There's something refreshing about this and I think it's in the conceptual
audacity. It's a futuristic period yarn which no one has claimed to be an
oxymoron. It's high adventure with a hero who's as daring as he is dashing
and it's a romantic fantasy in the generic mold from "The African Queen" to
"Six Days and Seven Nights." Its world is from a design table and its
figures owe much to Terry Gilliam's inventions, like his articulated and
menacing machines in "Time Bandits."
Kerry Conran's direction creates and sustains a style not unlike one mined by
the Coen brothers through many a film.
All of these powerful creative influences provide predecessor and artistic
pedigree but its story uses all of it in a successful effort to intrigue us
with a breathtaking story all its own. It's starkly derivative while forging
thrills in new world of inventive make-believe.
Everything and everyone is larger than life. Scientists that once worked on
a mysterious project headed by Tottenkopf ("deadhead"?) disappear while an
army of mechanized monsters tread and tear up the streets of Manhattan in
search of something, but what? Reporter Polly Perkins (Gwyneth Paltrow) of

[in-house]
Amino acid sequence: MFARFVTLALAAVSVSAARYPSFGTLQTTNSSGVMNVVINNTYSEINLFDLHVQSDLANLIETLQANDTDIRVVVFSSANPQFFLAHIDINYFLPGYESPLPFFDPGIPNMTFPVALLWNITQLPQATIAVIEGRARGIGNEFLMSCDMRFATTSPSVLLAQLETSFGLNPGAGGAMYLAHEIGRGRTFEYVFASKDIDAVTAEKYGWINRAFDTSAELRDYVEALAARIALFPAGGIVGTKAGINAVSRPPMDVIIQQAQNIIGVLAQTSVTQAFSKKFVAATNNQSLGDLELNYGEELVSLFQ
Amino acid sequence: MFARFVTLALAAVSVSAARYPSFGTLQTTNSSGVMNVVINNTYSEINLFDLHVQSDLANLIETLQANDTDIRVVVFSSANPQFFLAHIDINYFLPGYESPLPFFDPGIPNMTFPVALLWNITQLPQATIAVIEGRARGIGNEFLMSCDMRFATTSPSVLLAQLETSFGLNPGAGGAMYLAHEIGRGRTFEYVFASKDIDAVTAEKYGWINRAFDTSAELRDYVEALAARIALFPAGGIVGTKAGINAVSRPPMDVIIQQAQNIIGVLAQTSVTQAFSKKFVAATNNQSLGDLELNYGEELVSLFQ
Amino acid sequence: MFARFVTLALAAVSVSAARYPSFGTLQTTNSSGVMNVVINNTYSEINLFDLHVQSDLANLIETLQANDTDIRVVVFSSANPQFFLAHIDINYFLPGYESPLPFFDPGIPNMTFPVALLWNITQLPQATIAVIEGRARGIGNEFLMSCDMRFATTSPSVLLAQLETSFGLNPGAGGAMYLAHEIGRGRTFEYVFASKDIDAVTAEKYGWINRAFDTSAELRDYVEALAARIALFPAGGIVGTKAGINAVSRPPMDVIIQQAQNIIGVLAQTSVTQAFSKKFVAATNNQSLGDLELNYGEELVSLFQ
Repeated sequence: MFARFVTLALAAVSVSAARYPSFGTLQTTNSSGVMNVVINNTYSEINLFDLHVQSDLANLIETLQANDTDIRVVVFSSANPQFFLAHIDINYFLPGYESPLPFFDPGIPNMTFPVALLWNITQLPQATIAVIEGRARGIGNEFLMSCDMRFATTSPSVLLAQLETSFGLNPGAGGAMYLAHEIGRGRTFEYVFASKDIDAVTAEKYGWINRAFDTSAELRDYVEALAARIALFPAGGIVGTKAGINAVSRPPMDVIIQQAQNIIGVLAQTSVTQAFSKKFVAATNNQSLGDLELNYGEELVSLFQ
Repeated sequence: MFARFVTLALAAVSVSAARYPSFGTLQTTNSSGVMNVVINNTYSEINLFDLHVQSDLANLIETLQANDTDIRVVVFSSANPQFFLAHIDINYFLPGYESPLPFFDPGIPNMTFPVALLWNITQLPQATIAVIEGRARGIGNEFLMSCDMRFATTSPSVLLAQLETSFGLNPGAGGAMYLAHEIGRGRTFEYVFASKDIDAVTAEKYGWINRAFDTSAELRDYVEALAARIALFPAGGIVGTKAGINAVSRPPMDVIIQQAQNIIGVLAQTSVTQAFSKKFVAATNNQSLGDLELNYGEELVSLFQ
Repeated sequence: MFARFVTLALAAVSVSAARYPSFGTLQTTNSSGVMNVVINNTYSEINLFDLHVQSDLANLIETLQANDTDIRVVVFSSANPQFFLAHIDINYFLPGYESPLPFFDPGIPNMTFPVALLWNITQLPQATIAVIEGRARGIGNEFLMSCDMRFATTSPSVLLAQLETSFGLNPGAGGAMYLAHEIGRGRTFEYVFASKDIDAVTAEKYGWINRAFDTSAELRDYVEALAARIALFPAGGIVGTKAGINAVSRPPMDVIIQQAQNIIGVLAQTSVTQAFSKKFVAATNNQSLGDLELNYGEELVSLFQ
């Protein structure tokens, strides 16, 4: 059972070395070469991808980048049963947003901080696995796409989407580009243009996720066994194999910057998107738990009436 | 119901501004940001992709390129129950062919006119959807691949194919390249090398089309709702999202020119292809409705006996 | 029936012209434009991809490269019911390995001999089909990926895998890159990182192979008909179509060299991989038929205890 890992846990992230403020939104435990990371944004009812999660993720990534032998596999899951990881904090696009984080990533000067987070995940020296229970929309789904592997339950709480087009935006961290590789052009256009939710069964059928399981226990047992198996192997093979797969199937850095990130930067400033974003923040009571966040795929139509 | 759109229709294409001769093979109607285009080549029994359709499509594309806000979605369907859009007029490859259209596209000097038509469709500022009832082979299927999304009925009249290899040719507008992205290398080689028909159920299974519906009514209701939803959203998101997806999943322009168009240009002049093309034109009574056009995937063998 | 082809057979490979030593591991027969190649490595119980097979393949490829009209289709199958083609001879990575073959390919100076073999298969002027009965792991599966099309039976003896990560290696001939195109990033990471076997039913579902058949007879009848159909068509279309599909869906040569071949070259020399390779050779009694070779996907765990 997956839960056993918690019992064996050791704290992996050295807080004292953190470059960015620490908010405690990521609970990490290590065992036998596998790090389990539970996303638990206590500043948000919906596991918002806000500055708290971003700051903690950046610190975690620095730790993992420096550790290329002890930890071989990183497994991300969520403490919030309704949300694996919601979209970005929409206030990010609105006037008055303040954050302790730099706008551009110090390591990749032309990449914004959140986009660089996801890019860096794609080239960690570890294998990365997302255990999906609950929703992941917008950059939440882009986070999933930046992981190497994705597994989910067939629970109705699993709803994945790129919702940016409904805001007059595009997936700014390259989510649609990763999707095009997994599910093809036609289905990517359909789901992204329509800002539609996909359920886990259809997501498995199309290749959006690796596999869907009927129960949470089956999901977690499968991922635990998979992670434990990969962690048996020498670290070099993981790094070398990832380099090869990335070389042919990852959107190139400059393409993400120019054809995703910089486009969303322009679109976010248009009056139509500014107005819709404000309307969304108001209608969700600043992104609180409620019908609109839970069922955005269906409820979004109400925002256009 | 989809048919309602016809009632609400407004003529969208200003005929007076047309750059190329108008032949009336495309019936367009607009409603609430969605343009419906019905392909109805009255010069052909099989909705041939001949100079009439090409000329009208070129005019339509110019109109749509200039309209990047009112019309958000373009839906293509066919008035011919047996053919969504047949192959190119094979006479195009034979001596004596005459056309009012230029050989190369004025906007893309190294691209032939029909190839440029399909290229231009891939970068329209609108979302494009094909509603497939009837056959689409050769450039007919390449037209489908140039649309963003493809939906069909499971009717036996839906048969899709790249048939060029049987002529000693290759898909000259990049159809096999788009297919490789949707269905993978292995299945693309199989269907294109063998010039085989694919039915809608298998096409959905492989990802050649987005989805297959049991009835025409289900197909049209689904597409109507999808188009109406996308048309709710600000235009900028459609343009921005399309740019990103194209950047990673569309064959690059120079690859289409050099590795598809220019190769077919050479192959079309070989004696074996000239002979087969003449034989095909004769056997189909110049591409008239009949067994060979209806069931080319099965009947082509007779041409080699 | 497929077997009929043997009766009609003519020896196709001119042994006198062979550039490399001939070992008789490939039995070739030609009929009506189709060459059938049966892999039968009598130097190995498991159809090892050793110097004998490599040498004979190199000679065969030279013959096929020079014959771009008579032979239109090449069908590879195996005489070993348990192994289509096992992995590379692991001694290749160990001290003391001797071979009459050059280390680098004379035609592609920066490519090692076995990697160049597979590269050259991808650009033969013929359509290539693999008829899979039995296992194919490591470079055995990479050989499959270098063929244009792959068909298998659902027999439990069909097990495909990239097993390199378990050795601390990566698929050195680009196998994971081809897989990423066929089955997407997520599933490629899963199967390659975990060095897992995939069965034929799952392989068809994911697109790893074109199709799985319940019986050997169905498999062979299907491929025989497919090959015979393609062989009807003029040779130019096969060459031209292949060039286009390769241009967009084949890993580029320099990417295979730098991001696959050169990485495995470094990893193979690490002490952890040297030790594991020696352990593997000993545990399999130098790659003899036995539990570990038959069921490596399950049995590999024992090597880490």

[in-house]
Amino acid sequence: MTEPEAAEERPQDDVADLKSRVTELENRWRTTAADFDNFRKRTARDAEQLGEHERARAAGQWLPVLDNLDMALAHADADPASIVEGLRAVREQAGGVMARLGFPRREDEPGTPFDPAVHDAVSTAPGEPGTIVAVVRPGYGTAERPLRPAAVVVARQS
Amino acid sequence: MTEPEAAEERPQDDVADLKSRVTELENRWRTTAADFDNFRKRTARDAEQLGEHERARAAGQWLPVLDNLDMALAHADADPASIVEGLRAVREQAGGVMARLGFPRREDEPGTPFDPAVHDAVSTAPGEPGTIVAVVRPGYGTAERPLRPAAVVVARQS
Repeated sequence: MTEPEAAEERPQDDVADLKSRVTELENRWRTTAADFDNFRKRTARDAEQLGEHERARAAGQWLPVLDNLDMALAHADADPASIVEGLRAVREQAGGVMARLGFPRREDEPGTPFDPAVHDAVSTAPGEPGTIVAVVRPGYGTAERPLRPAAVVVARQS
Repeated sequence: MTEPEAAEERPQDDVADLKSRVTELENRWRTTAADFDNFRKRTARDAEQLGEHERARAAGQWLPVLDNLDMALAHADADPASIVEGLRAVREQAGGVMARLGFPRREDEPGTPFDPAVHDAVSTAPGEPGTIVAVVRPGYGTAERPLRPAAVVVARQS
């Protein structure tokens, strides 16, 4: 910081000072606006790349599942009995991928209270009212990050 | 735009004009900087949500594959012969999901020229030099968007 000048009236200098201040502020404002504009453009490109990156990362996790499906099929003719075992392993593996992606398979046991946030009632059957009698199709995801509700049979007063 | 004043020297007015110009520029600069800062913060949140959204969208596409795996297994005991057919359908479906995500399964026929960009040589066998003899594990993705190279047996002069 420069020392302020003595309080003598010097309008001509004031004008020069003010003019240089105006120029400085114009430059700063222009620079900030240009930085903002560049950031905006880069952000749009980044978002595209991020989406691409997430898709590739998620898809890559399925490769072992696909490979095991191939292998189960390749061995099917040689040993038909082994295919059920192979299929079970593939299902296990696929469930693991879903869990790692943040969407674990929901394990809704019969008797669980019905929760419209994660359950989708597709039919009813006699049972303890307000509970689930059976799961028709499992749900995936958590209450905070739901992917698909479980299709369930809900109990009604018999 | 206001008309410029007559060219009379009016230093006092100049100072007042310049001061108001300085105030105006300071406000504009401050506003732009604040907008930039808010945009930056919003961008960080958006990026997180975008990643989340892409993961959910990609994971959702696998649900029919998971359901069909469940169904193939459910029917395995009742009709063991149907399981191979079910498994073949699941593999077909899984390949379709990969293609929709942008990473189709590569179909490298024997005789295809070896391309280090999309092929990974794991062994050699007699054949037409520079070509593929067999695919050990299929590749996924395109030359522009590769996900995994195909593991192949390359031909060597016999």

the Chronicle sets out in search of the explanation and, when old beau,
ace aviator Sky Captain (Jude Law) turns his acey skills toward capping the
metal monstrosities and clearing up the mystery, she sees her excellent
chance for a scoop. Never mind that these two have a prior history and that
it's also a chance to heal some emotional wounds.
There's a hokum factor behind it, sure. But an oversophisticated approach to
this kind of material will only distract you from the sources of its huge
accomplishment as bold entertainment. And, the superb cast does nothing but
justice to its style and fashion. This is a project that bears its own
Jude Law is as dashing as Errol Flynn ever was in his aviator leathers.
Luminous Paltrow is in perfect tune with her damsel who is almost never in
distress who, when Sky nearly inadvertently kills her is more angered than
numbed by fear. Jolie has nothing but fun with her one-eyed heroic
assertiveness, even if her interest in Sky takes second seat to the
competition in Sky's back seat. She's got her war toys and an army of
stalwart men with which to make do.
The seamless visual concepts are smashingly conveyed by Director of
Photography Eric Adkins, with soft focus idealizing some scenes with a
mythological aura then switching to wire sharp detail for the harsh,
mechanistic weaponry as dreamed up by Production Designer Kevin Conran. The
result is a painterly richness. A huge visual effects team was supervised by
Tim Alexander. A bravura performance was had by all!
~~ Jules Brenner